Reviewed by Jeffrey B. Remz
t one point, Emmylou Harris told the crowd that she could not believe it had been 19 years since she released "Wrecking Ball." That was most understandable because based on this concert tour devoted towards playing the left of center atmospheric disc, the song bird has hardly missed a beat.
Harris' label, Nonesuch, just released a deluxe edition of "Wrecking Ball" which includes the original disc, outtakes on a separate second disc and a DVD documentary about the making of the disc by producer Daniel Lanois' brother, Bob.
At 67, Harris sounds about as good as ever once she got past the first few songs ("Where Will I Be" and Steve Earle's "Goodbye") where she sounded a tad hoarse and not as angelic as we have long been used to.
But Harris came on strongly for the remainder of the 18-song, 88-minute show. She played "Wrecking Ball" from start to finish. That included such strong readings of Kate and Anna McGarrigle's "Goin' Back to Harlan," "Deeper Well," Dylan's "Every Grain of Sand" and Lucinda Williams' "Sweet Old World."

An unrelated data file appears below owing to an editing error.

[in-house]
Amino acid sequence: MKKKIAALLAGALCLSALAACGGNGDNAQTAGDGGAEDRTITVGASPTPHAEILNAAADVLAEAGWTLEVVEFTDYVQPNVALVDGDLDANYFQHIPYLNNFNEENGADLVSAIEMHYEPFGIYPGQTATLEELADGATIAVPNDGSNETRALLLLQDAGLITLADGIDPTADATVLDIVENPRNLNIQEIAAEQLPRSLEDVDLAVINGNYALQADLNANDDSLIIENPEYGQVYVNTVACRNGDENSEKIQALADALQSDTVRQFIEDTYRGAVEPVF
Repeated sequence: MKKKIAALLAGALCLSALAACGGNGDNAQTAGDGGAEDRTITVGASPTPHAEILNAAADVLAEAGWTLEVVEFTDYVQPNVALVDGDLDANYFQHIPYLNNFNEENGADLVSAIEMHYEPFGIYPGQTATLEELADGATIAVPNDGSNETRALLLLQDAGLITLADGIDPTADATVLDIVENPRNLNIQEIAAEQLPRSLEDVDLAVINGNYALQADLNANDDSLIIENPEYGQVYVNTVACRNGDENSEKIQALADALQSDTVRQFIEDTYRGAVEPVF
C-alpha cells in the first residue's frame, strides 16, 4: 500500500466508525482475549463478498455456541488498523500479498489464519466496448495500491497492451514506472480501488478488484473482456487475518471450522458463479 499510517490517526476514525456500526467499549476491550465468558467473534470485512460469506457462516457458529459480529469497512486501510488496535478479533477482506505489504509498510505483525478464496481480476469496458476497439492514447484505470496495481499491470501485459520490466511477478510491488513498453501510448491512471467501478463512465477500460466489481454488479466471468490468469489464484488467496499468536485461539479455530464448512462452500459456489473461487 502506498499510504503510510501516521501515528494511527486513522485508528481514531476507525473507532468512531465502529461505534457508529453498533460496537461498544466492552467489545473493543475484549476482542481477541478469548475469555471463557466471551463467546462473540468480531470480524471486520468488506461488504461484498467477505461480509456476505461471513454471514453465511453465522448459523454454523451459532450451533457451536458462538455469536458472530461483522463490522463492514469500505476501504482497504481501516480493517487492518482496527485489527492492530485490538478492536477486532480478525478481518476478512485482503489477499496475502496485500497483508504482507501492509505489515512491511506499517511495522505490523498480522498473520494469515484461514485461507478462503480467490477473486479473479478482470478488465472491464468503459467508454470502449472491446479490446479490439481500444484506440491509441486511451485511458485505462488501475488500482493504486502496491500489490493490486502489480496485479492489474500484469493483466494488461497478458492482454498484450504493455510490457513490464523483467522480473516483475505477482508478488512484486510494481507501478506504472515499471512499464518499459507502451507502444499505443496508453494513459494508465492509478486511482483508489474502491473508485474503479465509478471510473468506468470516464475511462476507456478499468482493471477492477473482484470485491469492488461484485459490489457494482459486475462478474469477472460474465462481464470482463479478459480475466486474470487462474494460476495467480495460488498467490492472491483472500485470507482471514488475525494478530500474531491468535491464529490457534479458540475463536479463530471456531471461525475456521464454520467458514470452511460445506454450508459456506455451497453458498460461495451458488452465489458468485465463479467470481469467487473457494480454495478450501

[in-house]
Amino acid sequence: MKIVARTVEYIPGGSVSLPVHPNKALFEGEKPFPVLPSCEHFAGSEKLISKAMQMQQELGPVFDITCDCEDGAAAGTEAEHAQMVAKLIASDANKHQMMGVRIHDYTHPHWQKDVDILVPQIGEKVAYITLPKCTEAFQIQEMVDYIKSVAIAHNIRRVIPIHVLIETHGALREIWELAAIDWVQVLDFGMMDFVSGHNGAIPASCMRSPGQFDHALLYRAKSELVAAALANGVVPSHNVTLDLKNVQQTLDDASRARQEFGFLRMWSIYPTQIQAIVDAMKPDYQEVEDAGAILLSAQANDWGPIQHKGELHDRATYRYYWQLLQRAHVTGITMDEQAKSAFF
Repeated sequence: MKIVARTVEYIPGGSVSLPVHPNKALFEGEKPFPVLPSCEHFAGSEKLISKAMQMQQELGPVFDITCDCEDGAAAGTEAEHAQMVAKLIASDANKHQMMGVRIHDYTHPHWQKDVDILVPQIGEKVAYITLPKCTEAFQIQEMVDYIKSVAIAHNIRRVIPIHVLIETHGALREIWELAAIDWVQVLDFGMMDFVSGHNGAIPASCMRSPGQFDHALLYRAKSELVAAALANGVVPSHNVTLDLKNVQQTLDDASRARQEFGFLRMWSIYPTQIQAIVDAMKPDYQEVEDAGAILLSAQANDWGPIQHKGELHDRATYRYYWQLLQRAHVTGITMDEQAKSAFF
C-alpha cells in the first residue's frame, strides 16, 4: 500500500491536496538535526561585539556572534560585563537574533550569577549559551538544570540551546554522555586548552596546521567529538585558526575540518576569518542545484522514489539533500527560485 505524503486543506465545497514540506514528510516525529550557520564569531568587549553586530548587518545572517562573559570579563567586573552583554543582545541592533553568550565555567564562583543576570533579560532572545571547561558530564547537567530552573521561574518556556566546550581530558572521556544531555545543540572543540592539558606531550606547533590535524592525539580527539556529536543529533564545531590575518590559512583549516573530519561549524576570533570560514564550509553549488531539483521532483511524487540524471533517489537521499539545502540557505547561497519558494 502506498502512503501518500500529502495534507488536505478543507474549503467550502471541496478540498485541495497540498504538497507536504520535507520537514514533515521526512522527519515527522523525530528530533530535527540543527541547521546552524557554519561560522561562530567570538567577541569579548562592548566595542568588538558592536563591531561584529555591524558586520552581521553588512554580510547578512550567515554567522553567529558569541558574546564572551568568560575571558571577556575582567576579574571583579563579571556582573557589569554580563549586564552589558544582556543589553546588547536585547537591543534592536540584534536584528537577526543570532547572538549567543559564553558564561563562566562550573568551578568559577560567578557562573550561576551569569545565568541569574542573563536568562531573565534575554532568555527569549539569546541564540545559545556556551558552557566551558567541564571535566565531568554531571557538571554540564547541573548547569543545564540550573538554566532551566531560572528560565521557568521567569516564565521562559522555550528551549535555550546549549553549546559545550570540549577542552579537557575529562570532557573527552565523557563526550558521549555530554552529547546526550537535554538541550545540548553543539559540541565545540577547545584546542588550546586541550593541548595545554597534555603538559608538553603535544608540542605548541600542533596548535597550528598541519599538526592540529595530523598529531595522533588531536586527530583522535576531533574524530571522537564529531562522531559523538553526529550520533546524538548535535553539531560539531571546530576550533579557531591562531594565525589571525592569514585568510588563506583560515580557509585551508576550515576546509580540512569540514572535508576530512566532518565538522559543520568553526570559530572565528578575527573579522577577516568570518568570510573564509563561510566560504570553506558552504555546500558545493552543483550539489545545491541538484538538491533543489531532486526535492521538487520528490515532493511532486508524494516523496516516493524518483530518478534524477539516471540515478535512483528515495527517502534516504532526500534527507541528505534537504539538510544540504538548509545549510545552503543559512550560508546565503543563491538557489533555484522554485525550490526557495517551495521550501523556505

Harris' voice, of course, always has been her calling card, sounding ethereal, angelic. She was in good form on this night as well. It also helped that she had a strong three-piece backing band including Lanois, Steven Nistor on drums and Jim Wilson on bass.
And she also was in a chipper mood, often introducing the songs and clearly enjoying a second go round with the material.
Harris eventually strayed from "Wrecking Ball" with an excellent take on Townes Van Zandt's "Pancho and Lefty," as part of the two-song first encore.
Harris returned for a second encore of the late Jesse Winchester's "My Songbird," backed only by Lanois on guitar. Winchester deserved the tribute, but the song didn't quite fit with the rest of the show.
Fortunately, there was tremendous amount to enjoy on this evening, even 19 years later.
Lanois preceded Harris with a set that started off a bit oddly with him soloing on pedal steel with a bunch of atmospherics going on and the crowd not particularly engaged.
The Canadian, best known for producing U2 and Bob Dylan, picked up the pace thanks to adding Nistor and Williams as his backing band and his vocals. The set grew stronger and stronger as it went along.